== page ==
Greece moves to make Covid vaccinations obligatory for people aged 60 and above
Fines of €100 (£85) will be forced at monthly interims from mid-January on those who decline, Prime Minister Kyriakos Mitsotakis said.
The money will channeled towards the Greek health care system, which is striving with a upward movement in hospital admissions.
Approximately 63% of Greece’s 11-million population is completely vaccinated, still data reveals over 520,000 people over 60 are yet to get the jab.
“Greeks over the age of 60… must book their appointment for a first jab by January 16,” the premier said in a declaration to the cabinet.
“Their vaccination is henceforth compulsory.”
The plan is still to be put to a parliamentary vote, he said, nonetheless lawmakers are extensively anticipated to accept it.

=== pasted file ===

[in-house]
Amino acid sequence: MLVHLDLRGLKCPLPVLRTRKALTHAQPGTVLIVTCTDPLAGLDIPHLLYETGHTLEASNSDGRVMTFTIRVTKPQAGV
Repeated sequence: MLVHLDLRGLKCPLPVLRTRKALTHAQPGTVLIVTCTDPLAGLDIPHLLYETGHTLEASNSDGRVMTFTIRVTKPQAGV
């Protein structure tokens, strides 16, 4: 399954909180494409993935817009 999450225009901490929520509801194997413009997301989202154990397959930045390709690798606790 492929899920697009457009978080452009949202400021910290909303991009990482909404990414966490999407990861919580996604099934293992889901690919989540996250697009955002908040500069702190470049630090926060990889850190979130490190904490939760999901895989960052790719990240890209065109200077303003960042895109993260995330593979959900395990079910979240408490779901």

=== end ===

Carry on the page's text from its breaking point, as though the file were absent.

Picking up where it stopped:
While countries have made vaccines obligatory for health workers and other high-risk workers, Greece will become the first in the EU to target a clearly defined age group.
Austria has made public that compulsory Covid vaccinations will commence in February.
Syriza, Greece’s chief opposition party, called the new action penal and financially copious.
Mr Mitsotakis said the decision had “tortured” him but he felt a
“heavy responsibility in standing next to those most vulnerable, even if it might fleetingly displease them”.
The virus has killed over 18,000 lives in Greece.